New Jersey– The New Jersey Economic Development Authority provided approval to the city to use $30 million in state tax credits toward a multi-use development. Funding comes from a $130 million tax credit package that the state Legislature awarded the city several years ago. The project will seek to revitalize an area around the city’s train station by constructing housing, offices, retail space and a new parking garage. The site of the project currently contains a 735-space parking garage.
The $30 million in tax credits could be used by Paterson Parking Authority for a new 940-space garage along with office space and retail. The mayor’s administration is in the process of crafting other plans, that are due by June 30, for the remaining $100 million in state tax credits. A request for proposals for development of the parking garage and business space is expected soon.
California and Oregon- The Iron Gate, Copco No. 1, Copco No. 2 and J.C. Boyle dams, located on the Klamath River at the California and Oregon border, were built between 1903 and 1962 to provide hydroelectric power. Now they are being demolished at an estimated cost of $398 million. The Federal Energy Regulatory Commission (FERC) is reviewing Transfer and Surrender applications submitted by the Klamath River Renewal Corp. (KRRC). KRRC plans to take ownership of the dams from its current owner – PacifiCorp – then remove them, restore formerly inundated lands and implement required mitigation measures in compliance with all applicable regulations. The corporation has performed site assessments and engineering studies leading to the development of the Definite Plan for the Lower Klamath Project, filed with FERC on June 28, 2018. The 2,300-page plan provides comprehensive analysis and detail on project design, dam removal, reservoir restoration and other post-deconstruction activities.
The KRRC is securing the engineering and construction resources needed for dam removal and site restoration. KRRC will soon issue a request for qualifications (RFQ) for the dam removal design-build contract, followed by a request for proposals at the end of the year. The selected firm will operate under a progressive design-build delivery method. Pending regulatory approval, this massive project will take place in phases, beginning with site preparation in mid-2020 and deconstruction expected to begin in 2021.
North Carolina– Wake County voters approved more than $1.1 billion in bonds for new school construction and park projects. County officials stated that the new bonds will help the county with more economic development opportunities and make the area a greater attraction for businesses. Broken down, $548 million will be used for the Wake County school system on new construction projects, including seven new schools, 11 major renovations and upgrades to security and computers. Voters could be asked to decide on another school bond referendum as soon as 2020 since county leaders opted to go with two smaller referenda rather than one large one this year.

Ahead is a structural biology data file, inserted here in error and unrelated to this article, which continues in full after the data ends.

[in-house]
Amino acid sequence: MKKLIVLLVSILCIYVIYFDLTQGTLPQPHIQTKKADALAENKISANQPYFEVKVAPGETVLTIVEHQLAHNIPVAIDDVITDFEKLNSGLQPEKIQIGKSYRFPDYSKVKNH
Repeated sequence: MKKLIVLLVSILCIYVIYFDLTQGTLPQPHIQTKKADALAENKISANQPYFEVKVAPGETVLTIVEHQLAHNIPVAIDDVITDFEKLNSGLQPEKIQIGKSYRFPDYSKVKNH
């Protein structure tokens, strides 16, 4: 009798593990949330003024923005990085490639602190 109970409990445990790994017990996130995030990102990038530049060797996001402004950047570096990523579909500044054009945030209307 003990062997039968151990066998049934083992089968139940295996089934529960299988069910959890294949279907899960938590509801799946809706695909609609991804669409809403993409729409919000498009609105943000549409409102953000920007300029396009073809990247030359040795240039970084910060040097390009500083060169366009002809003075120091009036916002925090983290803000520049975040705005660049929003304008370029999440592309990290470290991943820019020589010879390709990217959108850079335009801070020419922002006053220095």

Another $349.1 million will be used to construct new buildings and provide repairs and accessibility upgrades for Wake Technical Community College. Some of those new buildings include a health science building, a public safety simulation building, an auto and collision repair facility and a 1,200-space parking garage for its Research Triangle Park campus. Additionally, $120 million in bond money was approved for parks, open space and recreation construction in the county. The parks bond would go toward acquiring 1,800 acres for future parks and open space, building 15 miles of greenways and renovating existing parks. Those renovations could range from small projects like adding new benches to larger projects like adding a nature or education center.
Florida- The city of Port St. Lucie is developing a new master plan for the city-owned Tradition Center of Commerce. Experts are examining how the 1,161-acre Tradition Jobs Corridor along Interstate 95 can thrive. This process will involve looking at the existing 6-year-old development plans. The original plan for this area was a 3.7 million-square-foot mall, but with online shopping on the rise, this idea is being called an archaic vision.
The city community redevelopment director envisions a new plan, with an emphasis on small scale retail shopping with a boutique-like feel. The city is also seeking a private partner to develop a recreational complex in the Tradition Jobs Corridor. Officials are slated to make a recommendation regarding other plans to develop 4.5 million square feet of industrial space, 2.5 million square feet of research-and-office space and another 2.4 million square feet of office space in the area in order to achieve the best value.